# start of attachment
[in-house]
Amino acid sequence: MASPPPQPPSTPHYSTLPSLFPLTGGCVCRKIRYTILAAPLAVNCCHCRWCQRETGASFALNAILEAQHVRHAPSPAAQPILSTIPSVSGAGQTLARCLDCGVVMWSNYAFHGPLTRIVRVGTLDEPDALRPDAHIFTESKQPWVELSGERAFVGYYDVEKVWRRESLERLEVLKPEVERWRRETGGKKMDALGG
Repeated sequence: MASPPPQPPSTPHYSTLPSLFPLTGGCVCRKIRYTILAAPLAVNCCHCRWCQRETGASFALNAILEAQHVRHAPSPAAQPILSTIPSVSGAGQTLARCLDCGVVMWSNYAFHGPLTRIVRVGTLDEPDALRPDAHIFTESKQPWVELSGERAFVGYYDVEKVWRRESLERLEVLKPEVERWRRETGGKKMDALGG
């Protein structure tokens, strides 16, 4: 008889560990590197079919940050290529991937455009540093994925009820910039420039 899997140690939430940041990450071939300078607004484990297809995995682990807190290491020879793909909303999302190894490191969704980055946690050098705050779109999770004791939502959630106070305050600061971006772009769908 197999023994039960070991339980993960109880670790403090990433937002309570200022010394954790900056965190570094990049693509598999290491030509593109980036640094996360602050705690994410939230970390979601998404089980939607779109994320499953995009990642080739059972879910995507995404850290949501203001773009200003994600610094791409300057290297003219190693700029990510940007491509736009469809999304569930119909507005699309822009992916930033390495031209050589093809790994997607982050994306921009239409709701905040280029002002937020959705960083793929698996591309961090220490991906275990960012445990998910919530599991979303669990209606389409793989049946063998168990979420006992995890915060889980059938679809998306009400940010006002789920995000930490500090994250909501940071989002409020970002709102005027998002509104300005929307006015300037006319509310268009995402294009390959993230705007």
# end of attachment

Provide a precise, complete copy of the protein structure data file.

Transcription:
[in-house]
Amino acid sequence: MASPPPQPPSTPHYSTLPSLFPLTGGCVCRKIRYTILAAPLAVNCCHCRWCQRETGASFALNAILEAQHVRHAPSPAAQPILSTIPSVSGAGQTLARCLDCGVVMWSNYAFHGPLTRIVRVGTLDEPDALRPDAHIFTESKQPWVELSGERAFVGYYDVEKVWRRESLERLEVLKPEVERWRRETGGKKMDALGG
Repeated sequence: MASPPPQPPSTPHYSTLPSLFPLTGGCVCRKIRYTILAAPLAVNCCHCRWCQRETGASFALNAILEAQHVRHAPSPAAQPILSTIPSVSGAGQTLARCLDCGVVMWSNYAFHGPLTRIVRVGTLDEPDALRPDAHIFTESKQPWVELSGERAFVGYYDVEKVWRRESLERLEVLKPEVERWRRETGGKKMDALGG
């Protein structure tokens, strides 16, 4: 008889560990590197079919940050290529991937455009540093994925009820910039420039 899997140690939430940041990450071939300078607004484990297809995995682990807190290491020879793909909303999302190894490191969704980055946690050098705050779109999770004791939502959630106070305050600061971006772009769908 197999023994039960070991339980993960109880670790403090990433937002309570200022010394954790900056965190570094990049693509598999290491030509593109980036640094996360602050705690994410939230970390979601998404089980939607779109994320499953995009990642080739059972879910995507995404850290949501203001773009200003994600610094791409300057290297003219190693700029990510940007491509736009469809999304569930119909507005699309822009992916930033390495031209050589093809790994997607982050994306921009239409709701905040280029002002937020959705960083793929698996591309961090220490991906275990960012445990998910919530599991979303669990209606389409793989049946063998168990979420006992995890915060889980059938679809998306009400940010006002789920995000930490500090994250909501940071989002409020970002709102005027998002509104300005929307006015300037006319509310268009995402294009390959993230705007």